Exercise 1.22 Listening to Auditory Streams
In any soundscape, there are usually different things making sounds. We can think of these like different instruments in an orchestra. Find a busy soundscape, and spend a minute listening to each separate stream, or auditory source, focusing on the individual sounds and then on the whole. How many separate streams can you hear? What is the busiest place you’ve found in your sound walks? What is the least busy?
Exercise 1.23 Listening to Media
Once you have had some practice listening to a variety of natural environments, try comparing that with listening to a film or video game. If you’re alone, it’s easiest to do this exercise with a film, but if you have a friend with you who can play a game while your attention is on the sound, you can do it that way, too. Pick a film that you know well and have watched already at least once. Turn your back to the screen and just listen to the film. What do you hear that you didn’t notice before? What sounds don’t resemble the real world you’ve been listening to, and why?
1.4 Protecting Your Hearing
Probably the greatest damage to your ears is going to come from loud sounds, whether it’s from your iPod, long-term exposure to a noisy workplace (everything from nightclubs and rock concerts to landscaping with power tools), or being exposed to a sudden loud sound. Fireworks at close range (150 dB), gunshots (140 dB), race car engines (140 dB), and industrial machines are the biggest culprits in urban life, but natural events can also cause great damage—thunder at close range is about 120 dB, and earthquakes have reached at least 250 dB. It’s been estimated that Krakatoa was about 180 dB and ruptured the eardrums of people forty miles away. The Tunguska meteor explosion in Russia in 1908, the loudest known sound, was about 300 dB. Even the blue whale sings at nearly 200 dB! In other words, there are some things we can’t control that we may be exposed to in our lifetimes, but most of the time we have control over the noise pollution by using earplugs (which usually reduce sounds by about 20 to 30 dB), ear protectors (a good pair will reduce sounds by about 30 to 40 dB), and not playing our music too loudly.
The canal from the outer ear to the tympanic membrane contains ear wax. The ear wax, called cerumen, may be wet and waxy or dry, depending on your genetics. The wax protects the ear from dust, microorganisms, and foreign material. Great caution should be taken when cleaning your ear wax with a cotton bud or other foreign body. It is better to wipe away any wax that has already exited the ear canal, and not put anything into your ears to remove the wax yourself. Not only do you run the risk of perforating your eardrum accidentally, but you can end up pushing the wax deeper inside, and impacting it inside your canal where it will reduce your hearing ability and must be taken out by a doctor with a special instrument. Don’t use ear candles, tinctures, or medications to clean the wax unless you are under the care of a physician.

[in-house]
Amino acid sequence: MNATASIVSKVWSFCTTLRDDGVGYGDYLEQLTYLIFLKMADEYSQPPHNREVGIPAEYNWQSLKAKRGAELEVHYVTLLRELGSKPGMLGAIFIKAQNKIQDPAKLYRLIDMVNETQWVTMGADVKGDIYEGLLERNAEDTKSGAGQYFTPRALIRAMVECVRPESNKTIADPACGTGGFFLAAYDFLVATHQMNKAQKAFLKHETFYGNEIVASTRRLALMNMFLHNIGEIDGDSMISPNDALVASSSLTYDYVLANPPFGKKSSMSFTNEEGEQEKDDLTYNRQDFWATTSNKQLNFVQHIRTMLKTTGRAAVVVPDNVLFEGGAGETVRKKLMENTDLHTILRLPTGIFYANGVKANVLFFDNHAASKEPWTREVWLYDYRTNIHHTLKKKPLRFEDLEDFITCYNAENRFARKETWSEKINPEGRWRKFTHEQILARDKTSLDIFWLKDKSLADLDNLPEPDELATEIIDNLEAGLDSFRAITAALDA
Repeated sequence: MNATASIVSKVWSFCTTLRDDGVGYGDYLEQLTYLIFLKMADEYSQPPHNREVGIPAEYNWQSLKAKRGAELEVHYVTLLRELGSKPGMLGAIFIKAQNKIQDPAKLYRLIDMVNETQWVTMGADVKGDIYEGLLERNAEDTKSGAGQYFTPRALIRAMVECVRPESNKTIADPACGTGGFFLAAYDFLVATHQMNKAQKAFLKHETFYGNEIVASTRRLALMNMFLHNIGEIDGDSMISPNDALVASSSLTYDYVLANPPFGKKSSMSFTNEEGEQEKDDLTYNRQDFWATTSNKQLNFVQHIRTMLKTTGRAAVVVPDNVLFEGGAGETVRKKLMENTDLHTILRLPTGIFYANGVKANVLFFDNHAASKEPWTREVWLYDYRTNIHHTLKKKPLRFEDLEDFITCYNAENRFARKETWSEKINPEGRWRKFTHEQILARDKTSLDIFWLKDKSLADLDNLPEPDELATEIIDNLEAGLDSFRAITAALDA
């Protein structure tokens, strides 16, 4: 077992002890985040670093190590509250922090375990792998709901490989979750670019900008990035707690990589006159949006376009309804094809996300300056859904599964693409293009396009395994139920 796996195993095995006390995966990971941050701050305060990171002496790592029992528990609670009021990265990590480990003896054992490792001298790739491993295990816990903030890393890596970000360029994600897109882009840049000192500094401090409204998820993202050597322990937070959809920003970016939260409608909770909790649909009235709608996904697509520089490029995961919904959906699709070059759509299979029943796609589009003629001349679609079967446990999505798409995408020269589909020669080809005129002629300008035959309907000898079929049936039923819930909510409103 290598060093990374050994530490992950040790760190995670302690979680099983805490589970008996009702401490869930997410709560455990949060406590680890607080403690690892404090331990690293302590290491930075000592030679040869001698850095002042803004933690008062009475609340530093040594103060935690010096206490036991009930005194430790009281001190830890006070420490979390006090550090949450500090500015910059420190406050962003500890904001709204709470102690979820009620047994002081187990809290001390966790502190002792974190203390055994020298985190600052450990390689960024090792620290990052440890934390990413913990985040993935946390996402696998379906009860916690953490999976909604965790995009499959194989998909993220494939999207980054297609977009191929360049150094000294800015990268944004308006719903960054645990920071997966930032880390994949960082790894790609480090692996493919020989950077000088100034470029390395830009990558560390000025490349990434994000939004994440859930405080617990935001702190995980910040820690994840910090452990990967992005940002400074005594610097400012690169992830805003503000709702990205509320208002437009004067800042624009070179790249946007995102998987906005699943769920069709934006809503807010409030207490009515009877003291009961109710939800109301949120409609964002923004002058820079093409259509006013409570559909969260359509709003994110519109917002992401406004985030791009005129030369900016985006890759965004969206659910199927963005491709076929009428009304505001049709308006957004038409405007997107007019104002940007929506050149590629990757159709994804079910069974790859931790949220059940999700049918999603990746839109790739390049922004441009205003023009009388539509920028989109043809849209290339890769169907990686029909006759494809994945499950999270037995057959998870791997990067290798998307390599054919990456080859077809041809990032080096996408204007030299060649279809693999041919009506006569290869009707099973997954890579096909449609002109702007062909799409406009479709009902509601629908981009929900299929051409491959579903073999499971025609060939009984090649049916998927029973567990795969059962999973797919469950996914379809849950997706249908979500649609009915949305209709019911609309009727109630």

Cold weather can also cause damage to your hearing over time, so it’s worth wearing a hat or earmuffs in the winter if you live in a northern climate. This damage is known as surfer’s ear, a form of exostosis. It’s not going to happen overnight, but over time the tympanic bone will thicken and develop new bony growths in an attempt to protect the inner ear from the cold. The thickened bone can actually trap water in your ear and lead to infections. If you spend a lot of time in cold water or outside in the cold, be sure to invest in something to keep your ears warm.
Tinnitus, often described as a ringing in the ear but which can also present as a hiss, a grinding sound, or other auditory phenomena, is often the first sign of hearing damage. Hearing damage can be caused by a number of factors: disease, injury, exposure to noise, stress, and medications can all affect hearing ability. Some common over-the-counter and prescription medications like acetaminophen, narcotics, antidepressants, and anticancer drugs can cause temporary or permanent damage to hearing, called ototoxicity. If you’re serious about a career in sound, or want to protect your ears, it’s important to discuss ototoxicity with your doctor and pharmacist whenever you are taking a new medication. Not all doctors are aware of the ototoxic effect of some medications, and you may not notice until it’s too late, so do your own research. If you are taking medication and develop tinnitus, be sure to see a professional right away to discuss whether the cause could be your medication. In addition to diminishing your ability to work as a sound designer and to listen to music, studies have shown that hearing loss can contribute to dementia and depression, so it’s worth caring about your ears!
1.5 Headphones Guide
Actively listening to sound is also referred to in sound design terms as monitoring, since you are monitoring what is occurring. Unless you have a home studio set up, headphones are the best way to monitor sound. A frequency response chart resembling the Fletcher–Munson curve graph is usually included on a box or leaflet with a set of headphones. Flat response is ideal for monitoring, but as long as you know where the peaks and valleys are on your headphones, you can make adjustments. For example, if you know your headphones have a bump at about 500 Hz, you can remember that when you go to listen to, mix or master files (more about that later).